Polling stations open for referendum on Big Data law
Today around 13 million Dutch can vote in a referendum on whether or not to implement a new law for intelligence services AIVD and MIVD. Polling stations opened at 7:30 a.m. and most will remain open until 9:00 p.m.
This new law - officially called the Intelligence and Security Law, but also referred to by opponents as the Big Data Law - gives the Netherlands' two intelligence and security services more power. The biggest change is that the AIVD and MIVD will be able to tap telephone and internet traffic on a large scale. The services will also be allowed to perform hacks more often, and on a larger range - where the services can now only hack a specific suspect, the new law allows them to reach the suspect by hacking the computer of a housemate, for example. The new law also gives the services the capability of storing DNA material for investigations. The expansion of powers is balanced with more supervision on the services.
The outcome of the referendum is only valid if at least 30 percent of voters cast a vote in it. Invalid votes and blank votes also count toward the turnout. According to recent polls, there is a good chance that the 30 percent turnout will be reached. Likely because the referendum is held on the same day as the municipal elections, so voters are already at the polling stations.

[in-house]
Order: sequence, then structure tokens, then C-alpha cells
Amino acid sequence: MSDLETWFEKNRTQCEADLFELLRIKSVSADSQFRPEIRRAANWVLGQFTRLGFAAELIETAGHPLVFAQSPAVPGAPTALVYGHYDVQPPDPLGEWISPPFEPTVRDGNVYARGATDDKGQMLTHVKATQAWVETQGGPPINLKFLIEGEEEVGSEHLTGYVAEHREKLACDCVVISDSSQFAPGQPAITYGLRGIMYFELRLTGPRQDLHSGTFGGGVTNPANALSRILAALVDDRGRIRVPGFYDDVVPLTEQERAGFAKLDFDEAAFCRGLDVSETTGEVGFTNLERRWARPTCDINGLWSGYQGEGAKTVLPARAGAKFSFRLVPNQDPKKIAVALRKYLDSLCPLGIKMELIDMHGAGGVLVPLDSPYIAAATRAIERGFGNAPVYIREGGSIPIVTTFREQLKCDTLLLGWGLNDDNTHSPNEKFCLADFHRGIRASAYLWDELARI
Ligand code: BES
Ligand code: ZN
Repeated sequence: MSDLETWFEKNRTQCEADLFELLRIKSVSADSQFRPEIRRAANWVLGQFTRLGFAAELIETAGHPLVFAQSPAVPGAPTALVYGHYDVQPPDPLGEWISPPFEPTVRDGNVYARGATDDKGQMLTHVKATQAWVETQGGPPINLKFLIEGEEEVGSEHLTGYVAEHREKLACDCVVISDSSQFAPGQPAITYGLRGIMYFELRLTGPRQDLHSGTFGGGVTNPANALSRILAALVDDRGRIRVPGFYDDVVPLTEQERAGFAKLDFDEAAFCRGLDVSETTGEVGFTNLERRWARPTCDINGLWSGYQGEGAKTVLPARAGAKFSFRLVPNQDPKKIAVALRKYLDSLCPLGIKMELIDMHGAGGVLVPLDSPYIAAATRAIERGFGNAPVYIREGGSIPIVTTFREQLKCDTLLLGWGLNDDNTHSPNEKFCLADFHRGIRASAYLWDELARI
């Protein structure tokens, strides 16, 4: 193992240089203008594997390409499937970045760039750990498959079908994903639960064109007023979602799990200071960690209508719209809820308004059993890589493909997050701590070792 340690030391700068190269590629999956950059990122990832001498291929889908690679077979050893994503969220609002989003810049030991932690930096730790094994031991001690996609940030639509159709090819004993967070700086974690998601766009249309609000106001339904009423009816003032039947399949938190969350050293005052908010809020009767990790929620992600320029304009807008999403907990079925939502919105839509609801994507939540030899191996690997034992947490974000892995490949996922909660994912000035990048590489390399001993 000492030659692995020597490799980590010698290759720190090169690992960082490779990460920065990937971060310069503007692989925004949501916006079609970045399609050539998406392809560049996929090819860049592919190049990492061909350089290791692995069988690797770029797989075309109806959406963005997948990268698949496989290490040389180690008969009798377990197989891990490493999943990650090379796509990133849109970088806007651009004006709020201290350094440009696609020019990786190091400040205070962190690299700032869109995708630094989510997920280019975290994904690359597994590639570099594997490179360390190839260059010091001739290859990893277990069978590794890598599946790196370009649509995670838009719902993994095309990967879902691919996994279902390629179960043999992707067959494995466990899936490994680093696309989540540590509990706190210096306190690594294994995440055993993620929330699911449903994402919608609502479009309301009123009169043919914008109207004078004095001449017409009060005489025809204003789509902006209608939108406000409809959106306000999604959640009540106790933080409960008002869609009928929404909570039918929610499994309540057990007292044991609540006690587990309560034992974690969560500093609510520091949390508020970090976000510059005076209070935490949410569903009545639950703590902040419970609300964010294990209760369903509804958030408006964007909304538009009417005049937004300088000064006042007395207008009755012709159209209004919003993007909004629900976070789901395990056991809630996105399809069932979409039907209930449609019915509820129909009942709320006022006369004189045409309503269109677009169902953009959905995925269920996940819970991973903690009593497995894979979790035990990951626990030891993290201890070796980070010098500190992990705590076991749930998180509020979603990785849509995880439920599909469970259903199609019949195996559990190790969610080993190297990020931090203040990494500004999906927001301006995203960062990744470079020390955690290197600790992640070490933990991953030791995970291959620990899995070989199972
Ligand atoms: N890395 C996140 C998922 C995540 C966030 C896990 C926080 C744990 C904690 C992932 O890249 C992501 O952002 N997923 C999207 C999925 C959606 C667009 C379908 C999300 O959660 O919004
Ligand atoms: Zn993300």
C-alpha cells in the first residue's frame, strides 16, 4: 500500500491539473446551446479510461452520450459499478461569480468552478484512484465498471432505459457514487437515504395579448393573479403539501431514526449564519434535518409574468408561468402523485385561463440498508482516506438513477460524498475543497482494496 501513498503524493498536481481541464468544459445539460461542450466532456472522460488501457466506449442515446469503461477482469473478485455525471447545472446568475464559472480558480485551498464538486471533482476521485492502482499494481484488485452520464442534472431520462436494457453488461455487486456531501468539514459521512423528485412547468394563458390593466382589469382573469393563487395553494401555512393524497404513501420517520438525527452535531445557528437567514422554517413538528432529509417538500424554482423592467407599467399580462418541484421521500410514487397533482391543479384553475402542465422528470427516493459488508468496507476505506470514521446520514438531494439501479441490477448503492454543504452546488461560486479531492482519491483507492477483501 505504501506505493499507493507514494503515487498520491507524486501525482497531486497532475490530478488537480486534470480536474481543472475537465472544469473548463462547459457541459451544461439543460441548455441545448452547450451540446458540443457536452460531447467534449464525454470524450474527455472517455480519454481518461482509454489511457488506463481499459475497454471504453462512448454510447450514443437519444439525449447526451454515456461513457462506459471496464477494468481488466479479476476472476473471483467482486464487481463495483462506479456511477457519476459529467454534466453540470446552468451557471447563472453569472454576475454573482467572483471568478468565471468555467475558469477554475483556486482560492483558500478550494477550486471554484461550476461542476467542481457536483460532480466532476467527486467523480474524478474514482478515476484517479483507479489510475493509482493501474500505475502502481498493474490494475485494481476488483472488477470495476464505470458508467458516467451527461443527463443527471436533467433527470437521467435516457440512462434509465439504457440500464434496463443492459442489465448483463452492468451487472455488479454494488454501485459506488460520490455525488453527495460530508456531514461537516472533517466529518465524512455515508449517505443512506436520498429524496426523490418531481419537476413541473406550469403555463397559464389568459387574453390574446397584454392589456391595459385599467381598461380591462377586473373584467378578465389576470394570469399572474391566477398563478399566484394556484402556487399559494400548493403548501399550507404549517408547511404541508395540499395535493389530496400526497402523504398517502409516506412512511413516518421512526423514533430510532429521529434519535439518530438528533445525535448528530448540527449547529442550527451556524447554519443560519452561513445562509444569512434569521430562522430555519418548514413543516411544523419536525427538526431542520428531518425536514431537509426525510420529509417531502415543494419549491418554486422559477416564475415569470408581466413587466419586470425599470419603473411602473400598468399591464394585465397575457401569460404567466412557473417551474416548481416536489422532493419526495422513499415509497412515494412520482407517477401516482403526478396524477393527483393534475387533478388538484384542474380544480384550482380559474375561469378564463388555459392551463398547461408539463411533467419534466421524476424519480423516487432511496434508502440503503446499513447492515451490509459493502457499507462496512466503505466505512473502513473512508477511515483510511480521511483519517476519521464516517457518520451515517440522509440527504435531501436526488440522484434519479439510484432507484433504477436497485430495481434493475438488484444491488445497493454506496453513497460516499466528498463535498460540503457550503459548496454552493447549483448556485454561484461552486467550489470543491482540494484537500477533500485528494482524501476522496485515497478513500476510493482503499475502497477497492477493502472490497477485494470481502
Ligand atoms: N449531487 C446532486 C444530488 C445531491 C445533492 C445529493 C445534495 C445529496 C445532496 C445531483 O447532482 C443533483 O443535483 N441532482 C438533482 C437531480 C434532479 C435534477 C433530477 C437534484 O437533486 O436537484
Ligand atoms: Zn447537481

If the referendum is valid and a majority of voters vote against the law, parliament will have to re-examine and re-debate the law. But they can choose to leave the law unchanged, as this is only an advisory referendum and the outcome is not binding. In the Ukraine referendum a majority voted against a trade agreement between the European Union and the Ukraine. The government compromised by adding an amendment to the agreement to address opponents' concerns. The same could happen here.
If a majority votes for the law, the law will be implemented as planned on May 1st.
The law will be evaluated in two years' time, to make sure that citizens' privacy is sufficiently guaranteed, according to NOS. A lawsuit against the law is also currently in the works - opponents believe that certain parts of the law are in violation of human rights.
Around 13 million Dutch can vote in the referendum, while only around 12.5 million can vote in the municipal elections. This is because 45 municipalities aren't having elections today - due to municipal reorganization, their elections already took place or are happening later this year. Residents of the special Dutch island municipalities Bonaire, Saba and Sint Eustatius can also vote in the referendum.